Yesterday we talked about how the NOAA aerial imagery of the eastern US coast in the wake of Hurricane Matthew is available as map tiles. We investigated how to display map tiles in Google Earth and concluded that doing it with a single KMZ file would not be feasible. We also said it wouldn’t be worth setting up a server to serve the necessary KML files, but after some consideration we decided to give it a go.
So, to view the NOAA imagery in Google Earth, simply download this KML file. You should immediately be able to see the thin strip of imagery along the eastern coast of the US. Also note that there are a number of new patches of aerial imagery inland.
As you zoom in, it automatically loads higher resolution imagery almost as seamlessly as native Google Earth imagery. The imagery is arranged in separate layers for batches of imagery captured on different dates. Occasionally there is a problem with layers overlapping, in which case you may see grey squares mixed in with imagery. If you experience this, try turning off some of the layers until you identify which layer has the grey squares, then keep that particular layer off while viewing that location. There are also some locations such as Rocky Mount, North Carolina for example, with multiple sets of imagery captured on different days, so again, try turning off some layers to see the different sets.
The flooding is still ongoing at the time of writing, and NOAA is adding new imagery over time. We will try to keep the server up-to-date over the next few days, so try refreshing the main network-link to see if there are new layers.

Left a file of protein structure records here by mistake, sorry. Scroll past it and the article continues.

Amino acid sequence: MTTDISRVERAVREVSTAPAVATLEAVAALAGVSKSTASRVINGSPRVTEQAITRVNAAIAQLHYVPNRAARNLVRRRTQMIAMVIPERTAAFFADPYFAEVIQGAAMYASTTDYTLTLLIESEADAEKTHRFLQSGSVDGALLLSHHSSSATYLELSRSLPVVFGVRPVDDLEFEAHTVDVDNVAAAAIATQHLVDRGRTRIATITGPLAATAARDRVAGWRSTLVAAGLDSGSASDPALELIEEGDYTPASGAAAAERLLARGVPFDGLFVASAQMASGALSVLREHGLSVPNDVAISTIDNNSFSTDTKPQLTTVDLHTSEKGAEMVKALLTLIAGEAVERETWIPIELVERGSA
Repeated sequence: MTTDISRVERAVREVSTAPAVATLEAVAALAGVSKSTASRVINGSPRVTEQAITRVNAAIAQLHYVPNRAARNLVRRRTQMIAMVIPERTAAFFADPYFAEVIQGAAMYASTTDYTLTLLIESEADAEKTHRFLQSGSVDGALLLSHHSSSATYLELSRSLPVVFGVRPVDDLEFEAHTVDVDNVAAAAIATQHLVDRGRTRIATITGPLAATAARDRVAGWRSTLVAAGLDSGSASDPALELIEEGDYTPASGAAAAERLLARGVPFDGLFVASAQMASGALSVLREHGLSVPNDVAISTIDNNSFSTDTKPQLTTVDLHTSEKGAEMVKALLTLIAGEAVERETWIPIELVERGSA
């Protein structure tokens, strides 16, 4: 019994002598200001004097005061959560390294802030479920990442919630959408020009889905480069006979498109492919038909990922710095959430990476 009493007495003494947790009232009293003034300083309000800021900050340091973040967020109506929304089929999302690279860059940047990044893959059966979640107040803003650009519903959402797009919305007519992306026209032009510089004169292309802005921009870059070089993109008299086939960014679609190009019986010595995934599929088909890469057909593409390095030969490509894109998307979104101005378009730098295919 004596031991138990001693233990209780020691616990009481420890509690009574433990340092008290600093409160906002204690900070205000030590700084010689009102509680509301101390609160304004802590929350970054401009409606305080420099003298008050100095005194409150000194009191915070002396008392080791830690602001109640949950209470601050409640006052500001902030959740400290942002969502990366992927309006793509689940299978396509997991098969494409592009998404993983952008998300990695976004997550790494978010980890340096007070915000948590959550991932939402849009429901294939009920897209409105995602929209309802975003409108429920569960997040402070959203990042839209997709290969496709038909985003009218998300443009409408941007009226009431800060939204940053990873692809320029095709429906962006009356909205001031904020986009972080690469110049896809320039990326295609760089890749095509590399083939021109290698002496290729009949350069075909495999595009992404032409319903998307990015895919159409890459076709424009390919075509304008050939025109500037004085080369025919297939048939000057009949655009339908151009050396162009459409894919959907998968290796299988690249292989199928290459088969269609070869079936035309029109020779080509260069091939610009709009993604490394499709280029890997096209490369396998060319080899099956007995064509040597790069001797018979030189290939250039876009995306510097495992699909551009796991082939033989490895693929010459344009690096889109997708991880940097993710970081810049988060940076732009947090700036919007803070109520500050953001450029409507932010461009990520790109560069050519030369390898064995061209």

Nichols, South Carolina.
Boardman, North Carolina.
Near Galivants Ferry, South Carolina.
A flooded water treatment plant near Smithfield, North Carolina.
Rocky Mount, North Carolina.
This is just an experiment to learn about the best way to access map tiles in Google Earth. We make no guarantees about how long we will keep the server running.
If you know of any other maps available as map tiles that do not have restrictive licence agreements, let us know in the comments.
About Timothy Whitehead
Timothy has been using Google Earth since 2004 when it was still called Keyhole before it was renamed Google Earth in 2005 and has been a huge fan ever since. He is a programmer working for Red Wing Aerobatx and lives in Cape Town, South Africa.
Ashley Welborn says
If I even knew what map tiles were?
Timothy Whitehead says
I give a brief description in this post and you can find a more technical description here
Bruce Herring says
Is a chance you’d have photos of eastern Cuba? Cajobabo to be specific.
Timothy Whitehead says
Yes, there is some DigitalGlobe imagery via Google Crisis Response. See this post for links to the online map and KML file.
You should keep the servers running until Google updates their historical Imagery (which probably will never happen)